As the seconds wound down on the Nuggets’ victory over the Clippers on Tuesday, Andre Miller plopped down into one of the cushioned seats on the Denver Nuggets’ bench, took a deep breath and began to untie his shoes. He looked a little like a factory laborer or a construction worker huffing down in his easy chair at the end of a long day, unlacing his boots to ease the pressure on his tired feet.
Miller’s hard day of work was much more lucrative, of course, but in his 14th NBA season his approach is just as workmanlike. On a Nuggets team stacked with promising talent, the veteran point guard is the one player coach George Karl can count on to give the team what it needs, night after night. Trade rumblings have invoked Miller’s name in recent weeks, but the surgical way in which the 36-year-old Utah product sliced up the rolling Clippers underscored how vital he is to a team that still harbors hopes of traveling deep into the playoffs.
Well before Miller finished with 12 points and 12 assists as the Nuggets ended the Clippers’ 17-game win streak, he had gained a following among old-school hoops fans not just in the Mile High City but also in previous haunts like Portland and Philadelphia. Best known around the NBA for two things — for missing six out of a possible 1,083 games in his career and as the best lob-thrower in the league — Miller may just be the key to Denver living up to the preseason hype that had some experts putting them in the 2013 NBA Finals.
“He’s just amazing,” Karl told The Denver Post after the Nuggets dressed down the team with the best record in the NBA. ”I think he was the best player on the court. We don’t win this game without Andre. I am sure I wore him out. He just got us easy baskets, got a lot of guys involved, gave our team a lot of confidence just because of his control of the game.”
The Lakers have shown the danger of pinning one’s hopes to a 30-something point guard, but Miller might be nearly as important to the Nuggets as Steve Nash is to the Lakers. Unlike Nash, who is the undisputed floor general for his team, Miller usually splits time at the point with Ty Lawson. The two guards contrast styles with Miller’s slow-motion style and Lawson’s frenetic pacing, but with Lawson missing the Clippers game with an injured left foot, Miller was left to fill both roles.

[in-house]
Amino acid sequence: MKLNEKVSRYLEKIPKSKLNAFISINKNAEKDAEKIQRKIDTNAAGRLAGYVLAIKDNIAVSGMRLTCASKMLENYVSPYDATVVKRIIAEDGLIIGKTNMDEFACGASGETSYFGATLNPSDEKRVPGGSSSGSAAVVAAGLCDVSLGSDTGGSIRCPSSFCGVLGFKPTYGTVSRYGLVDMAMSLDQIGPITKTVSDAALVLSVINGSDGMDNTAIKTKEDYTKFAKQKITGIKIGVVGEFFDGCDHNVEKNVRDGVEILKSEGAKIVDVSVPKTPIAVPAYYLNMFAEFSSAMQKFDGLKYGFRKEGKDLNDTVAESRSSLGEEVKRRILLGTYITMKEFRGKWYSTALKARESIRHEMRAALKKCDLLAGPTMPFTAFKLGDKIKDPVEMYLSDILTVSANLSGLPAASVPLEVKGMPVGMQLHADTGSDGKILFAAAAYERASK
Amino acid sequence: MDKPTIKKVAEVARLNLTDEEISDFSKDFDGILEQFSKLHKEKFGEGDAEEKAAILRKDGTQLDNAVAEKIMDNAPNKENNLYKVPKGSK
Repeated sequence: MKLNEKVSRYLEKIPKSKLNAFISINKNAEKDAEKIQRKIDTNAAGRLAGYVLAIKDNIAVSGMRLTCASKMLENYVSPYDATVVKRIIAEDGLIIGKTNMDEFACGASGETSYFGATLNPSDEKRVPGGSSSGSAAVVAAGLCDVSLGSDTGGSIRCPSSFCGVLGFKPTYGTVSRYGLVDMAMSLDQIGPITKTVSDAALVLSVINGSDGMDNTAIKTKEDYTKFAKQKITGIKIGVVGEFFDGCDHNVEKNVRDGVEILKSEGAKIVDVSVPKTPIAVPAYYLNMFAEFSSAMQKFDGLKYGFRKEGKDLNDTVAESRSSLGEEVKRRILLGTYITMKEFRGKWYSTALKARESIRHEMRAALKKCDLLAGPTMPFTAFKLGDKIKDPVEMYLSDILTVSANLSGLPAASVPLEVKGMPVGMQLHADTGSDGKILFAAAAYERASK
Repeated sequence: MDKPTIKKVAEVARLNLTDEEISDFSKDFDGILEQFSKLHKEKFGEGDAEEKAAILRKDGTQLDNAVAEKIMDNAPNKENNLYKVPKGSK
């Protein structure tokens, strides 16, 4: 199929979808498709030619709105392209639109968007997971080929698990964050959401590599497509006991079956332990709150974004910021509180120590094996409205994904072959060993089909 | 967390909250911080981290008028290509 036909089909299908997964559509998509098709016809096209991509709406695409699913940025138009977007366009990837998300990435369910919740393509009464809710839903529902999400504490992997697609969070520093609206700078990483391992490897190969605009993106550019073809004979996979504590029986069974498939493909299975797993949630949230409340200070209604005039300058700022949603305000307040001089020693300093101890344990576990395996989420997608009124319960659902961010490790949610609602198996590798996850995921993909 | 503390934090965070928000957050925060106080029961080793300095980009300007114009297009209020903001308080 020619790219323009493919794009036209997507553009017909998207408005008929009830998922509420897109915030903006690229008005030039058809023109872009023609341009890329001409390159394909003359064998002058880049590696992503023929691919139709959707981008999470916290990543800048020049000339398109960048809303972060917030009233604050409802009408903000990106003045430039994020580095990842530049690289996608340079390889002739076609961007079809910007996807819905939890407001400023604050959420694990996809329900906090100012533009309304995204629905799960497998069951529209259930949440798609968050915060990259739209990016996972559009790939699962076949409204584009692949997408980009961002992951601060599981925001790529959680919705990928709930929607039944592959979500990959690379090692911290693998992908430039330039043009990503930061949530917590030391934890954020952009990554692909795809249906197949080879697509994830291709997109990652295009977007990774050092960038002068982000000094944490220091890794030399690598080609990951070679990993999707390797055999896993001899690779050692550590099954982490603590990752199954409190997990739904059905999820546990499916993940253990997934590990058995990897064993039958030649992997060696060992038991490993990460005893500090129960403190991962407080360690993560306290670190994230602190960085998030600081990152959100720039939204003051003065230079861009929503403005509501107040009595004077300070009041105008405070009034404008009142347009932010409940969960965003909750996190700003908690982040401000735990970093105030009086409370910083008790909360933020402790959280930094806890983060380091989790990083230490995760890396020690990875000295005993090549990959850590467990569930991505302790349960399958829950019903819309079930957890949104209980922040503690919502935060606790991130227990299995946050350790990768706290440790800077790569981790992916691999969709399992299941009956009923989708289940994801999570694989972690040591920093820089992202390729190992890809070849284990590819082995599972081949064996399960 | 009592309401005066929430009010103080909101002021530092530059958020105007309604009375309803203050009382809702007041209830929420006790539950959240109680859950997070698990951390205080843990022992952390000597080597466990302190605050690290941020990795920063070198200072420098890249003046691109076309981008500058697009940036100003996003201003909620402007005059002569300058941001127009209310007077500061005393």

Here is where Miller’s approach leads to some misconceptions. Because he is old, slow and does not shoot very well, many assume that he favors a deliberate, half-court game. In fact, few point guards push the ball as consistently and nobody throws as many heads-up, three-quarters-court chest passes to streaking teammates after a turnover or long rebound.
Miller is not as terrible a defender as his numbers suggest, either. Honestly, he will never be mistaken for Avery Bradley — he bears a much more striking resemblance to the late Richard Pryor — but many of his supposed failings on defense are just as attributable to poor defenders around him, like JaVale McGee, Kenneth Faried and Danilo Gallinari. For all his high-flying potential, McGee is still a glaringly flawed defender, and Faried’s motor outpaces his understanding of defensive principles. Karl clearly trusts Miller more than anyone, since he scrapped his original plan to have defensive stud Andre Iguodala cover Chris Paul. Instead, Miller chased around the 27-year-old Clippers guard for 41 minutes, holding him to 10 points and six assists.
A shining example of the Nuggets’ inexperience-related inconsistency came when Miller was guarding Clippers backup Eric Bledsoe. Miller aggressively stepped up to guide the second-year guard to the right side of the hoop, almost straddling Bledsoe’s left hip to influence Bledsoe into an obvious trap. Yet when neither Faried nor Gallinari stepped up to help, Bledsoe simply breezed past Miller for a layup. It was obvious from the players’ reactions after the basket that it was not Miller who messed up — Faried looked over sheepishly while Gallinari jogged back up the floor, oblivious.
Moments like this reveal that Miller, for all his physical shortcomings, is often the lone Nuggets player who always understands what is taking place on the court. Iguodala is struggling to find his place in a new team culture after eight years with the Philadelphia 76ers, and Lawson appears to have hit his peak as a great No. 2 point guard masquerading as a starter. McGee, Faried and Gallinari still need someone to guide them through the NBA game, and Miller is the man with the map.
Thanks to an 8-9 start and numerous lowlight moments for McGee, the Nuggets have been dismissed from the conversation as contenders in the West and those who placed them in the upper echelon entering the year have been roundly ridiculed. With Miller at the helm and 30 of their remaining 49 games at home, though, the Nuggets should not be forgotten about quite yet.
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